“ ‘I want to target new markets, underserved populations, tear down the barriers of discrimination wherever they are found,’ he proclaimed to cheers at the Realtors’ annual convention.”

Hiring “diverse” mortgage brokers only exacerbated the situation:

“The experience in neighborhoods confirmed what Fannie Mae’s market research was also discovering: Borrowers who were new to home buying, especially if they were members of minority groups, tended to care more about how they were treated by the person selling them a loan than about the financial soundness of the loan itself. If it were a friend or a family member selling the mortgage or property, so much the better.”

Subprime lending grew—but as long as Fannie and Freddie wouldn’t bless it, the problem might remain chronic rather than critical. However, under Clinton the mandates were already in place that were pushing Fannie and Freddie to covertly back subprime mortgages. Katz:

“Remember what [community activists] won back in 1991: By now, nearly half of the loans financed by Fannie Mae and Freddie Mac had to go to low-income borrowers and urban communities. … “

But where can you find enough borrowers who are both poor and prime? Fannie and Freddie couldn’t. So they started buying mortgage-backed securities that mixed some subprime in with prime. Katz explains:

“By buying prime-heavy portions of the securities as investments, Fannie and Freddie could meet Congress’s quotas for the number of loans they had to finance for low-income borrowers. … But because the riskier parts of the pools consisted almost exclusively of subprime loans, Fannie Mae and Freddie Mac were effectively putting their billions into financing subprime lending…”

Momentum was building: “Under HUD secretary Andrew Cuomo, the Clinton administration gave a parting gift to the burgeoning subprime industry”: Cuomo raised the government-sponsored enterprises’ quotas for lower-income borrowers from 40 percent to 50 percent.

Most of the pieces were now in place for the foolhardy Bush Administration to push to a cataclysmic conclusion. That didn’t stop Bush from adding his special flavor, though:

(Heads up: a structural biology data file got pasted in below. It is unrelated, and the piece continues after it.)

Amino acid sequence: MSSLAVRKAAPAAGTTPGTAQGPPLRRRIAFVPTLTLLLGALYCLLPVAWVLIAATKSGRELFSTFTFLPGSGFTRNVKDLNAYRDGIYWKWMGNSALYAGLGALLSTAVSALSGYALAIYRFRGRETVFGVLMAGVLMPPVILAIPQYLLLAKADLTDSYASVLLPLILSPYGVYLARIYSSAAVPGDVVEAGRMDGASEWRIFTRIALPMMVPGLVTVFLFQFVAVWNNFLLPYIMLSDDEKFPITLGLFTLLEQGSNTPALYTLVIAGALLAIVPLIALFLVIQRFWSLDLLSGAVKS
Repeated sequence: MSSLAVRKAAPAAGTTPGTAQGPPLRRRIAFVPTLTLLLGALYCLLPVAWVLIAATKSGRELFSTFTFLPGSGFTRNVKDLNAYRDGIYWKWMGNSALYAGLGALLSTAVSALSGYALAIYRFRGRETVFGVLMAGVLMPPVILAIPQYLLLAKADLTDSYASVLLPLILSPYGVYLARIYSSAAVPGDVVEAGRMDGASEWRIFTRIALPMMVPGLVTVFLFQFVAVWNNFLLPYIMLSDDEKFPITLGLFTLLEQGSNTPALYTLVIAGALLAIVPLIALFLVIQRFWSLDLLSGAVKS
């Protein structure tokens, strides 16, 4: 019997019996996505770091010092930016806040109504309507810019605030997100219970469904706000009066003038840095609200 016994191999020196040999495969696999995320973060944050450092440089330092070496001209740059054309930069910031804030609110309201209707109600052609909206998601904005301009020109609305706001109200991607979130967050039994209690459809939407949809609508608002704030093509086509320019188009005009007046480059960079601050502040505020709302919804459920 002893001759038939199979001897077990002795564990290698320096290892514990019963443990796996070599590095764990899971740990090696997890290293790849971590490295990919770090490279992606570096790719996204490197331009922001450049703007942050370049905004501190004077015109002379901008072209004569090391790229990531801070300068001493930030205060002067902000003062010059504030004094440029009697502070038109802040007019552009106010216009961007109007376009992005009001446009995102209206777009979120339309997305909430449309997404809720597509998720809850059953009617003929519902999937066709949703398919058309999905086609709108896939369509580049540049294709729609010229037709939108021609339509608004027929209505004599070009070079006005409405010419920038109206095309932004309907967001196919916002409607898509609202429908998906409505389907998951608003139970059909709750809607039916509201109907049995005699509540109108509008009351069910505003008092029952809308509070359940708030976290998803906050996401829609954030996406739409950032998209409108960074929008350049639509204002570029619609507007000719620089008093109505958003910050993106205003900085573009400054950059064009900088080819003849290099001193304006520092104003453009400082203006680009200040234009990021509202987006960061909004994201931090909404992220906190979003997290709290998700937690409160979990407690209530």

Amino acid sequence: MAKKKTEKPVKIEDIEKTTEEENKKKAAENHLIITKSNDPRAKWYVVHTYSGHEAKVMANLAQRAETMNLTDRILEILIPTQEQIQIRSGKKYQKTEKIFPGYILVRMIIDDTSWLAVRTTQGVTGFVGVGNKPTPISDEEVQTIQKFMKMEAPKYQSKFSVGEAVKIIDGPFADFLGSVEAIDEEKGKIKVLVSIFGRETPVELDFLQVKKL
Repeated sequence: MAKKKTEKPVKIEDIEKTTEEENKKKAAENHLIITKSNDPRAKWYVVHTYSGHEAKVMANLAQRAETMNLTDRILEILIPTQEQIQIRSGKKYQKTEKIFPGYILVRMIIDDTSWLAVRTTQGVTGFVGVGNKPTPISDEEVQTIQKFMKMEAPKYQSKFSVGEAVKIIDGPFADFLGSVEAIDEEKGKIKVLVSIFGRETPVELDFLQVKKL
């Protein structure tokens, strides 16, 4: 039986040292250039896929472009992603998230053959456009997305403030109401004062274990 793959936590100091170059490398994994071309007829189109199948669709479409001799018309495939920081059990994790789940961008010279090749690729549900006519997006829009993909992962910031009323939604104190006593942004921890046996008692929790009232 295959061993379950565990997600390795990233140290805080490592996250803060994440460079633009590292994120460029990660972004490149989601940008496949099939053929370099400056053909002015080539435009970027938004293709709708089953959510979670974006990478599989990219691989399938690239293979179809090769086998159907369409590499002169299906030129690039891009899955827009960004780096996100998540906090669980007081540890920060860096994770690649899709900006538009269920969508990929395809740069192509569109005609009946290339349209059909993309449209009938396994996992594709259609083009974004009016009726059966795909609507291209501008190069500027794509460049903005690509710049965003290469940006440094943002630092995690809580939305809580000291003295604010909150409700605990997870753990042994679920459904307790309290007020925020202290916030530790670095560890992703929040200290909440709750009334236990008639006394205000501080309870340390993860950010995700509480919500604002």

“To this brew, George W. Bush added something quite peculiar for a conservative: a racial quota. Under pressure from the Bush administration, which had launched an investigation into their financing practices, in 2002 Fannie Mae and Freddie Mac together committed to finance $1.1 trillion in loans specifically for minority borrowers. … By the time George W. Bush left office, HUD decreed, three out of every five mortgages financed by the government loan funds would have to go to the poorer half of America …”

Katz doesn’t give Bush as much of a drubbing as he deserves, but she is very accurate on her own side's responsibility.

Posted by: Steve Sailer on November 13, 2009 at 11:35 PM | PERMALINK

Isn’t it amazing that with thousands of white people having lost their homes and gazillions of dollars lost in commercial real estate, (hardly something that minorities control,) it’s the CRA and it’s lending to those unqualified minorities that is being blamed for the foreclosure mess. Not bankers making risky loans to increase the bottom line or speculators making a fast buck but minorities buying into the American dream. Politicians and Journalist have to see their friends and neighbors loosing their homes due the bad economy and those adjustable rate mortgages. They know that the CRA which assisted minority lending only covered a small percentage of banks. They see that these foreclosures have affected every layer of our society, whole suburbs are virtually abandoned in some cities, but people like Dick Armey still want to blame this mess on the poor and minority borrowers. At first I thought it was about racism and elitism but the sad fact of the matter its about power. By scapegoating minorities and the CRA, Armey abd gus pals can avoid re regulation and in short order get right back to business as usual.

Posted by: aline on November 14, 2009 at 2:44 AM | PERMALINK
Post a comment

Remember personal info?



Read Jonathan Rowe remembrance and articles
Email Newsletter icon, E-mail Newsletter icon, Email List icon, E-mail List icon Sign up for Free News & Updates

Advertise in WM

buy from Amazon and
support the Monthly